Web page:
Manufactured by Koh-I-Noor, a company named for the famous diamondliterally “Mountain of Light” in Persian, these amazing technical pens are true gems of engineering.  

As mentioned, the Koh-I-Noor fine nib is higher maintenance than a rough and tumble ballpoint.  Ever have a fountain pen?  Similar but with a super narrow tip, the finer the tip, the greater need for cleaning, especially with the waterproof ink.  

Sooner or later, you will want to clean your Rapidograph by investing two bucks in cleaning solution, Koh-I-Noor Rapido-Eze Pen Cleaner 2 oz. jar

Once you’ve tried a Rapidograph, is a whole set for you?  Some architectural drawing classes require that each student own a set.

3165SP7A FINE ART PEN SET/7
List Price: $101.89
Price: $101.89
You Save: N/A

Equipped with (or just considering) a technical ink pen, get started with some reader-acclaimed pen and ink drawing lessons.

The book’s author Claudia Nice says, “Of all the styles and brands of technical pens available, my favorite is the Koh-I-Noor Rapidograph.” (p.10, First Steps Drawing in Pen & Ink)

Don’t just doodle, see what you can do in technical pen and ink!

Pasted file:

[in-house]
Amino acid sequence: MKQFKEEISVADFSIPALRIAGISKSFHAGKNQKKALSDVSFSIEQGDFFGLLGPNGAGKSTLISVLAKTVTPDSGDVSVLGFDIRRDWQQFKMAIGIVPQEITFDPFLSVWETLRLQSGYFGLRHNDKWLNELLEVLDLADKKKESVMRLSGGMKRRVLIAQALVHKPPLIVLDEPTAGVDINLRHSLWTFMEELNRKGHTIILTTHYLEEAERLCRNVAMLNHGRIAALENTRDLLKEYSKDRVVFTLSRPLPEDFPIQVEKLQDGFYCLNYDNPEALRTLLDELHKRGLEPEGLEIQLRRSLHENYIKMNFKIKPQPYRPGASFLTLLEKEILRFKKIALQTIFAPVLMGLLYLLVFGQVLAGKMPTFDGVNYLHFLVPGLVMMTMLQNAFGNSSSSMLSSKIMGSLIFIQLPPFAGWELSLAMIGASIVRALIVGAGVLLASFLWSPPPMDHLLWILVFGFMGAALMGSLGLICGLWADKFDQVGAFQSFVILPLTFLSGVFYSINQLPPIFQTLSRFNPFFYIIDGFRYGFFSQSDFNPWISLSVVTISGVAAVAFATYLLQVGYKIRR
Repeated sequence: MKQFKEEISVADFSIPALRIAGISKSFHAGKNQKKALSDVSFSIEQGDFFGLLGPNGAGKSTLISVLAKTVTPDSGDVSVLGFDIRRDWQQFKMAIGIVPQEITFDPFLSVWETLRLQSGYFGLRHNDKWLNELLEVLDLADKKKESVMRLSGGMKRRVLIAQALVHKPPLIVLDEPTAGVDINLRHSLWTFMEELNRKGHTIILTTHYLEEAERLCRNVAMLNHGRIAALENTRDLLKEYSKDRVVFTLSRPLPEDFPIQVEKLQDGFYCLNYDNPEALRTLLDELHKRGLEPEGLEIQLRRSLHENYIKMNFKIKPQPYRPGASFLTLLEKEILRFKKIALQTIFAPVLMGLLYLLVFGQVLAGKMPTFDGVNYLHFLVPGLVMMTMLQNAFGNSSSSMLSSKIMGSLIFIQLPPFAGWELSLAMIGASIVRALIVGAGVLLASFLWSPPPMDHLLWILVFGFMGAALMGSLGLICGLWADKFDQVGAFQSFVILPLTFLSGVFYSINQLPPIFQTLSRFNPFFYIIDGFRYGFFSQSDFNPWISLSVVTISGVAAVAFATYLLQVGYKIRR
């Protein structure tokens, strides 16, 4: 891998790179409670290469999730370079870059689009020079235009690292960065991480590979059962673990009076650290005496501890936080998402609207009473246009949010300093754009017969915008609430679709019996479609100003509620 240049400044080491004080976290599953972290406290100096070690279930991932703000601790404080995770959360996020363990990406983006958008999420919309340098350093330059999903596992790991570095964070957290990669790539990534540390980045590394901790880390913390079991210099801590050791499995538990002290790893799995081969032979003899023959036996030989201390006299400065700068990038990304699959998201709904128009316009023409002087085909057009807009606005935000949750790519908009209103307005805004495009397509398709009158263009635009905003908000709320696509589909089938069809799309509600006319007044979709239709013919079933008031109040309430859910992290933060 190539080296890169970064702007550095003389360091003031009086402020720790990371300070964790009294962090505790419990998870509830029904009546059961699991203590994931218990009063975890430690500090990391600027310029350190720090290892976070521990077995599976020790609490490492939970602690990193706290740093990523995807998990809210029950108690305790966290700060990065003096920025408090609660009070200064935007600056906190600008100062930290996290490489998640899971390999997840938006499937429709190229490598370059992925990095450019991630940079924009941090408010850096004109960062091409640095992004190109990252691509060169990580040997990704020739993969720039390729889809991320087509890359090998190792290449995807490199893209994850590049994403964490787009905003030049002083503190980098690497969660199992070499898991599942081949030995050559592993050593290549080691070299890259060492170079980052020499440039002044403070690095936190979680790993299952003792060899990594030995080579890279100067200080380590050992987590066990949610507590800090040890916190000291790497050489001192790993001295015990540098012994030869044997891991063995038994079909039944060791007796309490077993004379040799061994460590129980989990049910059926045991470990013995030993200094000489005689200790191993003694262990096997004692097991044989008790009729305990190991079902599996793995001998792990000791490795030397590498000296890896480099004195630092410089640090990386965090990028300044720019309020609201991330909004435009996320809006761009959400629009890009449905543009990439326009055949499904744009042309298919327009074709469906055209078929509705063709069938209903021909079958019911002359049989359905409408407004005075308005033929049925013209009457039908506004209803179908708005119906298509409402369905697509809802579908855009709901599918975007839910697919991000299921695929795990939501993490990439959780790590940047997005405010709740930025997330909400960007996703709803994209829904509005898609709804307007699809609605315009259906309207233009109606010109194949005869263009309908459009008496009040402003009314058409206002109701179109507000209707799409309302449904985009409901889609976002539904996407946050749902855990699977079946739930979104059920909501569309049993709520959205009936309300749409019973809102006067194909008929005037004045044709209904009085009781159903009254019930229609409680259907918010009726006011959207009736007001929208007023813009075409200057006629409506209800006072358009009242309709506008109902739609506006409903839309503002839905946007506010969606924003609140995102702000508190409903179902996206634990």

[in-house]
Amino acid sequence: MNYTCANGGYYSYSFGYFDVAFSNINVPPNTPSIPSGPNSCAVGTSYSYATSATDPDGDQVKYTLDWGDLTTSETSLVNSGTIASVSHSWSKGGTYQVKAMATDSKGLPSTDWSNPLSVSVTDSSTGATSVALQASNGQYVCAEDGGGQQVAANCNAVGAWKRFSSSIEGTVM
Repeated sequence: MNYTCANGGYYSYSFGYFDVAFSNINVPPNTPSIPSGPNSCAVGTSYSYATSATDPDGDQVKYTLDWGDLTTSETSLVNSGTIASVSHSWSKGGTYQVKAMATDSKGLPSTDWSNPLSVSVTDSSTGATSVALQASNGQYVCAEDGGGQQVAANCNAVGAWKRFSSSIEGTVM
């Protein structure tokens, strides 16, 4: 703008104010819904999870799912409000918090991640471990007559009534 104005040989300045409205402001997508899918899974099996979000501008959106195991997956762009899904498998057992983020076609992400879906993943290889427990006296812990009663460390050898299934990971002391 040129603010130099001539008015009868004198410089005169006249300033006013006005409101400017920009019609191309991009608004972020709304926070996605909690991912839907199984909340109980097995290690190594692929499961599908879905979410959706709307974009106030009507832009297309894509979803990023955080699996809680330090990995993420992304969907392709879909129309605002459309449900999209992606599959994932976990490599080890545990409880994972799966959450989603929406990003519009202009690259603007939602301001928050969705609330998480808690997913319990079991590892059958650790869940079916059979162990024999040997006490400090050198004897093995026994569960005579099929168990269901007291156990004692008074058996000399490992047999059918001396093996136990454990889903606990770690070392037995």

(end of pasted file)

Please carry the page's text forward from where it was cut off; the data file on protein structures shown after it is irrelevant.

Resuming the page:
Not ready for a full set?  Consider a 3-pen slim pack set of Koh-I-Noor Rapidograph technical pens.

Have you ever used one of these amazing technical pens?  What was your impression?

Author: AstroGremlin

Came to Earth recently.

17 thoughts on “Rapidograph Pen”

  1. This pen reminds me of a type I used in high school – it had small refillable tubes of ink that you loaded into it. It had a fountain pen point. Our teachers hated them because if a page were to get wet, the ink would run. (Not a bad way to hide shoddy math calculations, though, better than ‘my dog ate my homework.’)

    Only you Astro G could keep me awake until 2:20 am . .

    Gonna ZZzzzz (will start you on the experiment lens tomorrow).
    Smoooooch,
    Rose (aka sousababy)

    1. Hey, just noticed this comment, Rose. I remember those “cartridge” pens, a requirement oddly enough, even though you’re absolutely write about the ink. Rapidograph ink is waterproof and writes on mylar, a commonly used surface for the mapmaker who introduced me to these pens.
      AstroGremlin recently posted..Even More Forgotten SuperherosMy Profile

      1. Hmmm, waterproof is good – just hope the pen doesn’t explode or leak. Hey, but it’s a great way to revive the retro geek (or geekette) look using a pen protector. Perhaps you should add that product to this page, Astro G . .

        Stay Green,
        Rose (aka sousababy)

        More shameless self-promotion: http://www.squidoo.com/top-10-things

  2. Dependability and high performance make Rapidograph technical pens the first choice among artists, designers, drafters, architects, and hobbyists. Rapidograph pens provide uninterrupted, productive drawing time.

  3. These pens look great and you’ve really got me wanting one now after what I’ve read above. They look pretty cool in the pictures you’ve posted too, far more interesting than some of the regular pens I use.
    Twitter:

Leave a Reply